Ireland will hold an abortion referendum next year regarding its controversial eighth amendment, which recognizes the equal right to life of the mother as well as the unborn child and effectively bans abortion across the country.
One of the most conservative abortion laws worldwide, the eighth amendment criminalizes all abortions unless performed to save the life of the mother.
Although the eighth amendment was supported by 67% of the popular vote when it was signed into law in 1983, the amendment has recently come under public scrutiny.
Stories of young children committed to psychiatric wards for seeking abortions as well as of suicidal women denied access to abortion because their physicians determined that they weren’t “suicidal enough” have recently circulated throughout Ireland, causing some to question whether the law is too strict in its ban.
Taoiseach Leo Varadkar has expressed views that the eighth amendment, which bans abortion in almost all cases, is “too restrictive.”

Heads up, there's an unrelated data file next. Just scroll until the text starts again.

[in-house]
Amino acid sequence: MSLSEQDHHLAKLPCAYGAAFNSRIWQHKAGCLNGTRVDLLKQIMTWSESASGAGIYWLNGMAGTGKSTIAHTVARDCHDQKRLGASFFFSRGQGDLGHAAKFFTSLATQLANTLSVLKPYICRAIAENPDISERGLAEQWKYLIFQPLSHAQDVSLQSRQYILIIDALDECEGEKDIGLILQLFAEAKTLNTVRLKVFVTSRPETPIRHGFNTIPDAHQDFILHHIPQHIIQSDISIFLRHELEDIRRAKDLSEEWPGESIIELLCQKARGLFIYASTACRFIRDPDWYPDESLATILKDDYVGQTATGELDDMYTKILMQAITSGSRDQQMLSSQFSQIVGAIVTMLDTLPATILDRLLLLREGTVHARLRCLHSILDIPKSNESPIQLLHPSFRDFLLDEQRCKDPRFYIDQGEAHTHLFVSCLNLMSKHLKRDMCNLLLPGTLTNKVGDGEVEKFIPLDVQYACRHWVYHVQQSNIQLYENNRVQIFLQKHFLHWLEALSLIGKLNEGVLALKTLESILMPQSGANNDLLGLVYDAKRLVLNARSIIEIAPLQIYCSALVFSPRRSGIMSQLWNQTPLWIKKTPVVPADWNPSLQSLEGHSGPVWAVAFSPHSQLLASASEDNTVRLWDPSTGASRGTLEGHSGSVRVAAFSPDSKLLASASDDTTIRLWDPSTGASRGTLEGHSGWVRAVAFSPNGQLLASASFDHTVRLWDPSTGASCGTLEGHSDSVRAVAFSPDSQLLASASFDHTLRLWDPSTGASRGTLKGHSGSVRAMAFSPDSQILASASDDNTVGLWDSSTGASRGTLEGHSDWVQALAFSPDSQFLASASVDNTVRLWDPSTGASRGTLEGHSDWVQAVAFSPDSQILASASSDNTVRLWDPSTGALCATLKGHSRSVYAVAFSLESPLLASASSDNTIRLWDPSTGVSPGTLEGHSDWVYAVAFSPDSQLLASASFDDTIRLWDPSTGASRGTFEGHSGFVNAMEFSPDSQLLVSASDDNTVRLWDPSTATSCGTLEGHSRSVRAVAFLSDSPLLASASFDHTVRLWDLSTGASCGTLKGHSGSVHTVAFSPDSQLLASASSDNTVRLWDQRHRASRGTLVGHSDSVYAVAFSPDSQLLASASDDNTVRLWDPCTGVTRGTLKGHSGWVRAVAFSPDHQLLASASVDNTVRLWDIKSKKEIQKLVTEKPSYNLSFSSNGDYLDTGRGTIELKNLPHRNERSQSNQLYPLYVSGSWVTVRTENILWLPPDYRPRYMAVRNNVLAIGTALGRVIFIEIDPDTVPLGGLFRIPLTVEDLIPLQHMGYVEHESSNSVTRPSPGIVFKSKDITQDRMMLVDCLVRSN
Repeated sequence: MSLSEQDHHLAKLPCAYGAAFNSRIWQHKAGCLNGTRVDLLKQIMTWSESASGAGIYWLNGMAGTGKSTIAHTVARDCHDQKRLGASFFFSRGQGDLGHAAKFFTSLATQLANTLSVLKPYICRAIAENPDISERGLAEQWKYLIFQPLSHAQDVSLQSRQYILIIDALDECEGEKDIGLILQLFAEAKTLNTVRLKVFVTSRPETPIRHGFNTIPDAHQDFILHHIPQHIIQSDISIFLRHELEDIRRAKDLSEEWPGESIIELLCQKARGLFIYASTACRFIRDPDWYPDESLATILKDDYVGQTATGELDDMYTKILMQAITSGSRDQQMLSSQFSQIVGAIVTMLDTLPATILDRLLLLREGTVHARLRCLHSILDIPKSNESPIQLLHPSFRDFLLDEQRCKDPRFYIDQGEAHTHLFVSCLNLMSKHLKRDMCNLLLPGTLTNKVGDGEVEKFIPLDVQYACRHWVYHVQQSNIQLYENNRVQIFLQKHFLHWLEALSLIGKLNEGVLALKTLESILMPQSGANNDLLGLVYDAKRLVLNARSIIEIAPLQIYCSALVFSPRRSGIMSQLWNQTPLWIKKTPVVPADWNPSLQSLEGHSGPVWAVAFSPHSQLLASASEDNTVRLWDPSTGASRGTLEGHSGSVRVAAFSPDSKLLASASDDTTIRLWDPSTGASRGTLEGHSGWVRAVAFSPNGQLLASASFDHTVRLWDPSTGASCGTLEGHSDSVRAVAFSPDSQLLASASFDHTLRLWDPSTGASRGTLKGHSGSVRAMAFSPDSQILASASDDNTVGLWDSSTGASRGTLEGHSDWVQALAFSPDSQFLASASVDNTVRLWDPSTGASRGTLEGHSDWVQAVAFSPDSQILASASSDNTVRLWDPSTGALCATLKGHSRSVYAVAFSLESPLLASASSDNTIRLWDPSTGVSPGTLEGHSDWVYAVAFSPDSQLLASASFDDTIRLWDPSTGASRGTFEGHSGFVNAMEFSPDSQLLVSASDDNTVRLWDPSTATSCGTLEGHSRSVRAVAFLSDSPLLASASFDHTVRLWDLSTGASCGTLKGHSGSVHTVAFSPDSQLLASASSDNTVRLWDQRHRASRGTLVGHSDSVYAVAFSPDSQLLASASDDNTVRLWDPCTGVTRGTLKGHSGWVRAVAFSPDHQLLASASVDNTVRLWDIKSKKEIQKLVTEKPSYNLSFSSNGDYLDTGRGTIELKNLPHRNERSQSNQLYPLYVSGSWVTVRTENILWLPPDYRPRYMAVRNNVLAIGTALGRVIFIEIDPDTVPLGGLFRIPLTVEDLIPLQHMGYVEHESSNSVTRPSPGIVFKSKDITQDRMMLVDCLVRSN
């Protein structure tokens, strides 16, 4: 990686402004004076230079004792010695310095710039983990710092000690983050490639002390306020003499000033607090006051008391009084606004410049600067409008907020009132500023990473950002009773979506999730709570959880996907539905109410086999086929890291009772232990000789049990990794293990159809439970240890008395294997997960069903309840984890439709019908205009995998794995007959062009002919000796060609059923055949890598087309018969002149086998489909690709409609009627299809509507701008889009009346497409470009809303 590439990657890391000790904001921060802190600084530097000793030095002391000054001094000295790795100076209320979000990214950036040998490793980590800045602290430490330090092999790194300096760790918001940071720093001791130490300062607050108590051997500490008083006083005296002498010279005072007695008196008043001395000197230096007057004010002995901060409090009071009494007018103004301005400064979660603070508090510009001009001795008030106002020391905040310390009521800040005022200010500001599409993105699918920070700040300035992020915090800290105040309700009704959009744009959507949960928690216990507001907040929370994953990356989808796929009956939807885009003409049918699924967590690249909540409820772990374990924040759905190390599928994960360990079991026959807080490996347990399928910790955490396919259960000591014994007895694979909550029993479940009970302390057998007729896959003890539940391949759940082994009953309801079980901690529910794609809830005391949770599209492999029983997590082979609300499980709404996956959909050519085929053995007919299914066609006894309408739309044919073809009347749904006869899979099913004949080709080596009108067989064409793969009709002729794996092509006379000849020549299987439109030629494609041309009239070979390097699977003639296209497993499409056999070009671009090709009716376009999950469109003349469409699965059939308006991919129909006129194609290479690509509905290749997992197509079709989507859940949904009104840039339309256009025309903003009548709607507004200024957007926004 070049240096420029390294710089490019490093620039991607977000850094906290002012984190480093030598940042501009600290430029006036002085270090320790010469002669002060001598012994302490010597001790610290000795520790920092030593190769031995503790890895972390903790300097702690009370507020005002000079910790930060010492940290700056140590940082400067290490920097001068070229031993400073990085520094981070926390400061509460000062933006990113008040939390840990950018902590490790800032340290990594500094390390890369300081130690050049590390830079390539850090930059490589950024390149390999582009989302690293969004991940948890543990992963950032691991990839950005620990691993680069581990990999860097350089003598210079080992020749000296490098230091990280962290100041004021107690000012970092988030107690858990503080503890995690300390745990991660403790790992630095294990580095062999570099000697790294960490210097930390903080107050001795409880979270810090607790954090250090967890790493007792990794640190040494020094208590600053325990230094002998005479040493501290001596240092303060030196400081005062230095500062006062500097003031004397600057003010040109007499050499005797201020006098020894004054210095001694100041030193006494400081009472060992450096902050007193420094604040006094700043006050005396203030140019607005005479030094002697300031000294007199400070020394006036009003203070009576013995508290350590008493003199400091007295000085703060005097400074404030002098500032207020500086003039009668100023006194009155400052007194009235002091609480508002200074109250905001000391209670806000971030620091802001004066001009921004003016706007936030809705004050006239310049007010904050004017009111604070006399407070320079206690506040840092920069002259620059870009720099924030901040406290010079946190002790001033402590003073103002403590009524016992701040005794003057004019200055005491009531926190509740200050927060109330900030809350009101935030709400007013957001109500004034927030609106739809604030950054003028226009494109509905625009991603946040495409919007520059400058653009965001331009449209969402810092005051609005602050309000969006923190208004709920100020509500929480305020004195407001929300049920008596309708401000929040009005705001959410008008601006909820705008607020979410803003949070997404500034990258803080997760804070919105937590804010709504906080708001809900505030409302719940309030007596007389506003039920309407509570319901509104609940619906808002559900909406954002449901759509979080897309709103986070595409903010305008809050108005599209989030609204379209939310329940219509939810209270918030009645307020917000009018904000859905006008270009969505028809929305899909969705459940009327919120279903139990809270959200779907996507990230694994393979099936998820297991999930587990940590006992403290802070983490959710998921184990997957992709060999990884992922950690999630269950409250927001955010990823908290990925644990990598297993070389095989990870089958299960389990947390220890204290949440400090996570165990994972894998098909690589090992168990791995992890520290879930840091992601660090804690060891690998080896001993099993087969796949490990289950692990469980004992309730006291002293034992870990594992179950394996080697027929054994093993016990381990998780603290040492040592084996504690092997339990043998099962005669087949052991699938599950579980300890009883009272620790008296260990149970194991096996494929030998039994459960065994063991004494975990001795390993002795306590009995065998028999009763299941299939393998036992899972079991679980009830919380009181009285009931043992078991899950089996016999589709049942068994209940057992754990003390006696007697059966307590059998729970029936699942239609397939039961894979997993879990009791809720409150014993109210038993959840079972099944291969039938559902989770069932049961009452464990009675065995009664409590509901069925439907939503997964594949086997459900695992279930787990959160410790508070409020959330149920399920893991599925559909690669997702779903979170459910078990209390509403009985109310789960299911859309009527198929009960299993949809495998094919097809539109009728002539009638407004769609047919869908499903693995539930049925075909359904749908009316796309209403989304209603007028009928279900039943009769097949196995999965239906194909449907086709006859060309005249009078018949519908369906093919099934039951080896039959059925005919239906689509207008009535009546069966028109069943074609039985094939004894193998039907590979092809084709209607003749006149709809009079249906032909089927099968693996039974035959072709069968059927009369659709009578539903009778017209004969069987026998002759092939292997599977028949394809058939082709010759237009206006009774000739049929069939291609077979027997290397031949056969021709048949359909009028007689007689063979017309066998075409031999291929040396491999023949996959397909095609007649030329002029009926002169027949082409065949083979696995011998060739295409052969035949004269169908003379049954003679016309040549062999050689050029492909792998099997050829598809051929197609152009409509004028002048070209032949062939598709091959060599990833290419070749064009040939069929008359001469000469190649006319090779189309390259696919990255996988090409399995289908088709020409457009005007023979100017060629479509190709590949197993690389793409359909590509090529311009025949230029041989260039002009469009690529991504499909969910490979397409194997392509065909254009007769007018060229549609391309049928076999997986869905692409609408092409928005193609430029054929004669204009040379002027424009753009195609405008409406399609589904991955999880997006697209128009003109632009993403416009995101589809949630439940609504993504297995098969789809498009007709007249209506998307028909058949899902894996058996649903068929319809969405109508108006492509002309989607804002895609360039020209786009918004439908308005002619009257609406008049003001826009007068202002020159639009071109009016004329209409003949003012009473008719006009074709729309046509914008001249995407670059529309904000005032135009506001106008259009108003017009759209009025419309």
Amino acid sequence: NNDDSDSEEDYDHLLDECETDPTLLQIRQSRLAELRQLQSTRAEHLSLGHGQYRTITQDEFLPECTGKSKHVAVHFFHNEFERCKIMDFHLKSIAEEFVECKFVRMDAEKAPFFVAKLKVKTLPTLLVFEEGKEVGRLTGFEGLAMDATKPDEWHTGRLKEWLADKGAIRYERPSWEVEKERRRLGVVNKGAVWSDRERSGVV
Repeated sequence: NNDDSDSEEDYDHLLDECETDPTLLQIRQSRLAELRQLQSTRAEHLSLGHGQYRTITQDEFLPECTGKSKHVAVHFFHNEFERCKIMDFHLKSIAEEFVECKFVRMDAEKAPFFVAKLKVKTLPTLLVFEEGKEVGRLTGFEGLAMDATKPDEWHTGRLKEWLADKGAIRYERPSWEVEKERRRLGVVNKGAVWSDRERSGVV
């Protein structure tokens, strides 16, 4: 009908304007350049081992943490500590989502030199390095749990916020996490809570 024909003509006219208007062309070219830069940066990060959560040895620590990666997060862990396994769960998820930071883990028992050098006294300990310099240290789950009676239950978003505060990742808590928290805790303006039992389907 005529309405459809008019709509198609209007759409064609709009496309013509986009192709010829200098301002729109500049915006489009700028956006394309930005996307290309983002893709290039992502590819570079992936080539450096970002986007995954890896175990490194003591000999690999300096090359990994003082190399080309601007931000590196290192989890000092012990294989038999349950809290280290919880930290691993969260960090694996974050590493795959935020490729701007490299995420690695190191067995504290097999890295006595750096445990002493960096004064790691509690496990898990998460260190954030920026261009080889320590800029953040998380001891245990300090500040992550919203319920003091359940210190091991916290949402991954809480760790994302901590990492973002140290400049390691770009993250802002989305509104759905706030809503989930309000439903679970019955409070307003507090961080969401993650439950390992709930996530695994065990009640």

Although referendums have had success in recent years in bringing about progress, some worry that the wording of the referendum will be too limited. Although the Abortion Rights Campaign (ARC) in Ireland welcomed the abortion referendum announcement, ARC spokesperson Linda Kavanagh states:
“We fear that it will offer only very limited abortion access and repeat the failures of the Protection of Life During Pregnancy Act.”
“We need broad-based legislation so that real and realistic access is given, otherwise thousands will still travel or break the law by importing and taking abortion pills.”
The abortion referendum was announced at the same time as six other public votes, including a referendum to remove or reform the blasphemy article as well as the mention of “women’s life within the home” in the constitution.
See here for more information on the upcoming referendum.
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